Books gathering dust. Books that haven’t moved in 10 years. Books you can’t remember owning. Every house has them. But whenever I bring up this musty “elephant ” in the room, I usually hear (spoken with a very woeful look), “But I looovvve books.” Yes, but possessing them isn’t the only way to love them. Remember libraries?
Yesterday I spent three hours culling a much adored book collection and it feels great to have stirred up the dust. Now it’s a space that feels more a part of the room instead of an ignored, stagnant corner. And, I have lots of treasures to donate to the library for their fundraising sales. Playing it forward works in so many ways.
Here’s how I did it. Removed all books from one self at a time and stacked them on the floor. Sat down amongst them and lovingly dusted each one, asking myself two questions: “Would I ever read this again? Do I love it?” Results were shocking… and displayed to the left. Room, room, and more room.
Top shelf: Free space for my little wood carved sunburst box.
#2  Health & fitness resources.
#3  Consumers Reports 2013 and iPad station. (our latest learning curve)
#4  Books to read next!!! A Mandarin Orange/Cinnamon candle.
#5  Words closest to my heart. Faves.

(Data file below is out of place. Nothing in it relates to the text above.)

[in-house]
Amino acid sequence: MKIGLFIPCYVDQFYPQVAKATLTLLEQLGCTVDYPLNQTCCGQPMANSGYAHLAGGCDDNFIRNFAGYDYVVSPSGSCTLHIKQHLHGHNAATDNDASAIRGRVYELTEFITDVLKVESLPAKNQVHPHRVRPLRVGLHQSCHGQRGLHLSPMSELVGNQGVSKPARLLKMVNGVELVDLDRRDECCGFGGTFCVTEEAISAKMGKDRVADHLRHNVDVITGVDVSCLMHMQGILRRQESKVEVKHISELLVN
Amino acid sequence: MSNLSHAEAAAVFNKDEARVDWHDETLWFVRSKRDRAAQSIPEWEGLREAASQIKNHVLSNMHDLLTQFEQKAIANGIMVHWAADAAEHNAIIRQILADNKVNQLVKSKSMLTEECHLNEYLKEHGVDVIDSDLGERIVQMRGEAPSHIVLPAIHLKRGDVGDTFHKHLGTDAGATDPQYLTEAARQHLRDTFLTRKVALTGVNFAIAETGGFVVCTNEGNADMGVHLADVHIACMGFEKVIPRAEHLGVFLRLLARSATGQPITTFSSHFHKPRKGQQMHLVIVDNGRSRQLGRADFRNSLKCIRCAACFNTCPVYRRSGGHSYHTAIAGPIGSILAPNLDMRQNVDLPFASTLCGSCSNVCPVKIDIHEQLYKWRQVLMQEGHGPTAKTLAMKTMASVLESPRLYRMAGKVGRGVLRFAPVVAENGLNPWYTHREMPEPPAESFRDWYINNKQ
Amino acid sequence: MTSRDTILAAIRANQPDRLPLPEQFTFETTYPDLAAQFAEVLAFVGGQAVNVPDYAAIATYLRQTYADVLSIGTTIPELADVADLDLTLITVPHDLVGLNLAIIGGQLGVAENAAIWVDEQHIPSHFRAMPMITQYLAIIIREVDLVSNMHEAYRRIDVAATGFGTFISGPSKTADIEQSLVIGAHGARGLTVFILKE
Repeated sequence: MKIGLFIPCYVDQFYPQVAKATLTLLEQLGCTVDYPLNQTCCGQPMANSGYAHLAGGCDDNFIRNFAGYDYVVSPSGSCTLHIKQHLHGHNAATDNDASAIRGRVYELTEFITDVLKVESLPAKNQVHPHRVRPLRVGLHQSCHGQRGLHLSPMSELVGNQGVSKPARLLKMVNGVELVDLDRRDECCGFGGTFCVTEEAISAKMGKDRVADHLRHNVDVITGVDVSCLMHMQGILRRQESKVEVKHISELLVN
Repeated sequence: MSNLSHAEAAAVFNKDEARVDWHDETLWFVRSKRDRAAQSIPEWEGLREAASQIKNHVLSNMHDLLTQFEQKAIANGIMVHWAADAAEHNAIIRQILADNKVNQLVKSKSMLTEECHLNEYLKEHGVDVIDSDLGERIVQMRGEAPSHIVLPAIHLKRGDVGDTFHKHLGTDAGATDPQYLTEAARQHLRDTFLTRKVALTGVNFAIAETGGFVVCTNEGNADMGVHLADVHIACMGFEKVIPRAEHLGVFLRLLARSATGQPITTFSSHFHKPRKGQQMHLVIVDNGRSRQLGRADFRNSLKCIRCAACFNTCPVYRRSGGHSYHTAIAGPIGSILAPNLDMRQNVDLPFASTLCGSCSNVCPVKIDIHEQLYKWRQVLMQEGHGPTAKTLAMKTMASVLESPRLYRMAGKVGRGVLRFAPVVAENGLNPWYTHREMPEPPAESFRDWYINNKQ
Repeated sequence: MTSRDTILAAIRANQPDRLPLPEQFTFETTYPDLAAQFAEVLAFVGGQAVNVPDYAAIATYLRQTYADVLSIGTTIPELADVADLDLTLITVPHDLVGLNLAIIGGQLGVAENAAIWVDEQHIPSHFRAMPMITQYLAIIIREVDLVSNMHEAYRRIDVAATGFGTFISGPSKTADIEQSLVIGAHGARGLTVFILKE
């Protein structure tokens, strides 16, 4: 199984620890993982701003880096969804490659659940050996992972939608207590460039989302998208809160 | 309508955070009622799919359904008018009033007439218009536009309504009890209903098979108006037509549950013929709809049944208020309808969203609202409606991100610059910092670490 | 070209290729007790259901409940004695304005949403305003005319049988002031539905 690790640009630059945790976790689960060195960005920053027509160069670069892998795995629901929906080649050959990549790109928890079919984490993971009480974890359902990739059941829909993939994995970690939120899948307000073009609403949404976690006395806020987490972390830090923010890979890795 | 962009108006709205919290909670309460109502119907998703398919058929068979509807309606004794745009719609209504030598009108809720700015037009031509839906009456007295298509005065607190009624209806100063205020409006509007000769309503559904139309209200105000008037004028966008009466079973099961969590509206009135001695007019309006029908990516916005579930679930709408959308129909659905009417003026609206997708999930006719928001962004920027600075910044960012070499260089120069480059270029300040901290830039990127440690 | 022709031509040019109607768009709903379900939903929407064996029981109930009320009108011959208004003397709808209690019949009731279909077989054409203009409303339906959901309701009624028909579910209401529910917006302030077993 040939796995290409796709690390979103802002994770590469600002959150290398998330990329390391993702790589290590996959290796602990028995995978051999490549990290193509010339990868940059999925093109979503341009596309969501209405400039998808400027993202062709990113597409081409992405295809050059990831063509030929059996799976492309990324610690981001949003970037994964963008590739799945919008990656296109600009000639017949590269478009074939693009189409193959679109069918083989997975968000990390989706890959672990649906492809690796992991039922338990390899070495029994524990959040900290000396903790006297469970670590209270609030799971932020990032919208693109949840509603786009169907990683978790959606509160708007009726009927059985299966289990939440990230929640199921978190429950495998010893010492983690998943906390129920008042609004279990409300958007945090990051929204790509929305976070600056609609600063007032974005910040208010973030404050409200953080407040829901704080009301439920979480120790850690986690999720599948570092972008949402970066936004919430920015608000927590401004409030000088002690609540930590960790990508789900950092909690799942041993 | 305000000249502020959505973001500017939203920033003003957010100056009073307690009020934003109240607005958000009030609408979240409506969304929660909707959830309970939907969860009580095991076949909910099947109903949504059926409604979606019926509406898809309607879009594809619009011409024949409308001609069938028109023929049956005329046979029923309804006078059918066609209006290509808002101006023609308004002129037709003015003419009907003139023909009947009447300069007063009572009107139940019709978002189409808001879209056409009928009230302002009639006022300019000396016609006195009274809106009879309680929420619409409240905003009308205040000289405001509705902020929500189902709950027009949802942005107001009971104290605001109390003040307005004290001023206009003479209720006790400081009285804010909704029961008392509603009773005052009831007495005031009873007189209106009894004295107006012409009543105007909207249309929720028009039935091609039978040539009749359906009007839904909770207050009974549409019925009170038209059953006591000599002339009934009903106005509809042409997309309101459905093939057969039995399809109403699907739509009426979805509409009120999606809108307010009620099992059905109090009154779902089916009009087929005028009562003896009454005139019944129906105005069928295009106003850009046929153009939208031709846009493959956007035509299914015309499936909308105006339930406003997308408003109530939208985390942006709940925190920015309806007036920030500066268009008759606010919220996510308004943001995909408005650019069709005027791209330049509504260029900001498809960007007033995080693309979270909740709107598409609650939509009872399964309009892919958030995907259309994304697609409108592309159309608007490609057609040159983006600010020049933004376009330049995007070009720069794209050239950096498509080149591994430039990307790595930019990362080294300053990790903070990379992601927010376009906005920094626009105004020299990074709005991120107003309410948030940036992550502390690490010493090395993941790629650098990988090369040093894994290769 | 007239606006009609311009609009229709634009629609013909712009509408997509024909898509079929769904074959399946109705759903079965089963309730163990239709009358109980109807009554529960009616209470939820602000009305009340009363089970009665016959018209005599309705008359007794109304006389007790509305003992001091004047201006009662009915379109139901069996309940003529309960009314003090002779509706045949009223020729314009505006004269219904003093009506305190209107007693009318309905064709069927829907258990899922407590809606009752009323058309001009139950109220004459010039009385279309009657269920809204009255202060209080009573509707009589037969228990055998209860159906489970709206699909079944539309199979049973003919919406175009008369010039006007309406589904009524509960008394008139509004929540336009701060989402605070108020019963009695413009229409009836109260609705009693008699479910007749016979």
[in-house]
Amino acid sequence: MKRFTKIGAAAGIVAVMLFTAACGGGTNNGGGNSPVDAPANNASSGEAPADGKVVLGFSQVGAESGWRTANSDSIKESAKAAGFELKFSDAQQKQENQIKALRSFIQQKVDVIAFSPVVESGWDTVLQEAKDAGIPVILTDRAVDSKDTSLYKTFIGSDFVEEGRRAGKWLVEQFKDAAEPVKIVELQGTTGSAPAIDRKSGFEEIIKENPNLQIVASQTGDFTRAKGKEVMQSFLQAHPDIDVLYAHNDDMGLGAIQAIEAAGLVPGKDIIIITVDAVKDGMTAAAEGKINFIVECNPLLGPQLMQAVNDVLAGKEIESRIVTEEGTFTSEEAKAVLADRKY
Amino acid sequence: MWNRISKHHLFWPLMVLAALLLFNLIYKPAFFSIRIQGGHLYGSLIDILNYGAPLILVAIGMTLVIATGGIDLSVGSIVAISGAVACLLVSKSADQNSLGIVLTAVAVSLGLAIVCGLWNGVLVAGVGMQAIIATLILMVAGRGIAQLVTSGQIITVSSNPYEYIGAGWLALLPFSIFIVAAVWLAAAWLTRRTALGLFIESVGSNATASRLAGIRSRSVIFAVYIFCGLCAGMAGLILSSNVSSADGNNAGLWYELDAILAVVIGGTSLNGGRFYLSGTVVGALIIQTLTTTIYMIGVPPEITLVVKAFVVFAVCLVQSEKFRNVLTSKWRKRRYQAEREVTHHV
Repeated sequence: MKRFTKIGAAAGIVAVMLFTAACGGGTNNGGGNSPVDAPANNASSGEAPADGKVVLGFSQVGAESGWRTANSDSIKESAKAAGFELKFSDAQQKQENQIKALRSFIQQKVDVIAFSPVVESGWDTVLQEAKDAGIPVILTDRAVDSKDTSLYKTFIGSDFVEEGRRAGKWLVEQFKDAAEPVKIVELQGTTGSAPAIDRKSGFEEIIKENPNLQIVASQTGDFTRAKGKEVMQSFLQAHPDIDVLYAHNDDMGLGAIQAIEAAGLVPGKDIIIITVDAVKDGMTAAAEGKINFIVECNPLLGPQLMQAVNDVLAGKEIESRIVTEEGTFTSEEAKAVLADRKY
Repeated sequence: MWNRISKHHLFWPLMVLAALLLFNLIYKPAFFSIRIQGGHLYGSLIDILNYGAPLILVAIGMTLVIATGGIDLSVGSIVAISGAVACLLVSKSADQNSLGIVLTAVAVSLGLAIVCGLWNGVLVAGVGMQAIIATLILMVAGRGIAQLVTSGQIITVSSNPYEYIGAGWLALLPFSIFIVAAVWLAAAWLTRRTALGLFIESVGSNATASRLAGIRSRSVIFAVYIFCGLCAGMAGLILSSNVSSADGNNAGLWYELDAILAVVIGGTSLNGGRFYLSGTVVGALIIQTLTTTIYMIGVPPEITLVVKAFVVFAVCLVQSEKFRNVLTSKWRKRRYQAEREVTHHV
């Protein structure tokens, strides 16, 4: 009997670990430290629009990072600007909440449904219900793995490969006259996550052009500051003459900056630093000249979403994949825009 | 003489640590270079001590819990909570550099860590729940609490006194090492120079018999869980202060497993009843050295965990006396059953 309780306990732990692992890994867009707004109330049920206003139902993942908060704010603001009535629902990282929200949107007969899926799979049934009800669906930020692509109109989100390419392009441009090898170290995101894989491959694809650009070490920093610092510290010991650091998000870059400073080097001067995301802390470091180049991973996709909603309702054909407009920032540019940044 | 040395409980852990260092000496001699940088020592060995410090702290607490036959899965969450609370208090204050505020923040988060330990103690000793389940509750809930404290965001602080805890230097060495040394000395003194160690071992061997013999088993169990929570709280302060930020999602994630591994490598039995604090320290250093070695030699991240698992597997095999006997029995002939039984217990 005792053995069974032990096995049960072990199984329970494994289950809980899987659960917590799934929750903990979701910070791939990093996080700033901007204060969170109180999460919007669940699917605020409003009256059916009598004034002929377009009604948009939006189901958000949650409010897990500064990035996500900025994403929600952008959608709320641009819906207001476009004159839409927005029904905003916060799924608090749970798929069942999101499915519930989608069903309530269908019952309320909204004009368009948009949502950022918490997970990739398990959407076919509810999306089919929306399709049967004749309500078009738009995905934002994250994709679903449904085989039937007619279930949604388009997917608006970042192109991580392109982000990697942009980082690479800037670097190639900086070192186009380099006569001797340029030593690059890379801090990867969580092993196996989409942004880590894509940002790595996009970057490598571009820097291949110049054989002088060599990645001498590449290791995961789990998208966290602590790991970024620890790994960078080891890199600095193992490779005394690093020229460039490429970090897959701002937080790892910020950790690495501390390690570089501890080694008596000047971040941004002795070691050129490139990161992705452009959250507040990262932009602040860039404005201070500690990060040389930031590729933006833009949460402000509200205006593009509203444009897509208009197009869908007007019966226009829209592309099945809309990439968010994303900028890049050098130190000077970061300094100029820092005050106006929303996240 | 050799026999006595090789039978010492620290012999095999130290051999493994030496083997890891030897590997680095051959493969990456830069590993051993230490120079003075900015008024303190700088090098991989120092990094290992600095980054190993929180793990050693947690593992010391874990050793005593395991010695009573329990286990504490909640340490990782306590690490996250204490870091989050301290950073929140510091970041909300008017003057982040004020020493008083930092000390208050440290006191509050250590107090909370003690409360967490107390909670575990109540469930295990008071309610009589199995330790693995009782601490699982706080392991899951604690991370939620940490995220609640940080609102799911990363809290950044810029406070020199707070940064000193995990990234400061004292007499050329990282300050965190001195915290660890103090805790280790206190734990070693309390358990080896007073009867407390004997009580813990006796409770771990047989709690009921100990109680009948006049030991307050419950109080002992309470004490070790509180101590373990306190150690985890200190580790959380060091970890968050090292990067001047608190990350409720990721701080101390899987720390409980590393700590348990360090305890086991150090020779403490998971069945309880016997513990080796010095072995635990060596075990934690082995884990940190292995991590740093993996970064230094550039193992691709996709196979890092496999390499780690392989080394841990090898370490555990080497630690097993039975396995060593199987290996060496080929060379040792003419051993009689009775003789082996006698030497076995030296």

#6  Basket for morning walks in Washington. (gloves, scarves, ear buds)
#7  Eclectic mix: personal growth to plumbing. 
#8  Gardening, tree and plant care.
Categories are different for everyone, but the main idea is the same: purging. Pruning dead wood stimulates growth.
Granted, it’s now a little too perfect for my taste. and after years of attempted honing, my book space has been whittled down a lot. And to be perfectly honest, cookbooks are in the kitchen and job related books in an office space. But no matter, whether it’s one ledge above the bed, a small bookcase, or an entire room full, intent is the same. Remember: Do I love it? Will I ever read it again? 
Several years ago I realized that we never paid attention to all those collected, and neglected, books anymore. I also wanted to bring some order to household chaos. The hidden perk of purging is finding books I’d forgotten all about and want to read again. New reading material. Yay! The whole process brought a certain vibrancy to some of the things that I love. If you just can’t part with a single thing, happy dusting.